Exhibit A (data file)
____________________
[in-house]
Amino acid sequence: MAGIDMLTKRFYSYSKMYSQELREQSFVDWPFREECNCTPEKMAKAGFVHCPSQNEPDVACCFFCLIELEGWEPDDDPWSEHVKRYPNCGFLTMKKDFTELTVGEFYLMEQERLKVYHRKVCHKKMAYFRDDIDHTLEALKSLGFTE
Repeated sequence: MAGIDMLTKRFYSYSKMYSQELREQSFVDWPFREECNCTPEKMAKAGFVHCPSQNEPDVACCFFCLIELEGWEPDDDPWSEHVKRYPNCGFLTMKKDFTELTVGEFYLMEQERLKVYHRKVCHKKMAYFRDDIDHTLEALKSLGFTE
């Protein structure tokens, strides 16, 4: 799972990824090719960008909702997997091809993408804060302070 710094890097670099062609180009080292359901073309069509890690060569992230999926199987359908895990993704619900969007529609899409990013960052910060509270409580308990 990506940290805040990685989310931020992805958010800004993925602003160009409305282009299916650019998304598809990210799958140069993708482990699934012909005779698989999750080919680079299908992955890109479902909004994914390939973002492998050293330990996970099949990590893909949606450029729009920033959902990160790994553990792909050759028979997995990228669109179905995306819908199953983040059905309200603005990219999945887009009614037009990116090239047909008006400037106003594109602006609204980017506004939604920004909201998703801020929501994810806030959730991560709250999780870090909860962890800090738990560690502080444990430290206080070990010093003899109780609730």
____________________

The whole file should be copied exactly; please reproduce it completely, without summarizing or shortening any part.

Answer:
[in-house]
Amino acid sequence: MAGIDMLTKRFYSYSKMYSQELREQSFVDWPFREECNCTPEKMAKAGFVHCPSQNEPDVACCFFCLIELEGWEPDDDPWSEHVKRYPNCGFLTMKKDFTELTVGEFYLMEQERLKVYHRKVCHKKMAYFRDDIDHTLEALKSLGFTE
Repeated sequence: MAGIDMLTKRFYSYSKMYSQELREQSFVDWPFREECNCTPEKMAKAGFVHCPSQNEPDVACCFFCLIELEGWEPDDDPWSEHVKRYPNCGFLTMKKDFTELTVGEFYLMEQERLKVYHRKVCHKKMAYFRDDIDHTLEALKSLGFTE
């Protein structure tokens, strides 16, 4: 799972990824090719960008909702997997091809993408804060302070 710094890097670099062609180009080292359901073309069509890690060569992230999926199987359908895990993704619900969007529609899409990013960052910060509270409580308990 990506940290805040990685989310931020992805958010800004993925602003160009409305282009299916650019998304598809990210799958140069993708482990699934012909005779698989999750080919680079299908992955890109479902909004994914390939973002492998050293330990996970099949990590893909949606450029729009920033959902990160790994553990792909050759028979997995990228669109179905995306819908199953983040059905309200603005990219999945887009009614037009990116090239047909008006400037106003594109602006609204980017506004939604920004909201998703801020929501994810806030959730991560709250999780870090909860962890800090738990560690502080444990430290206080070990010093003899109780609730």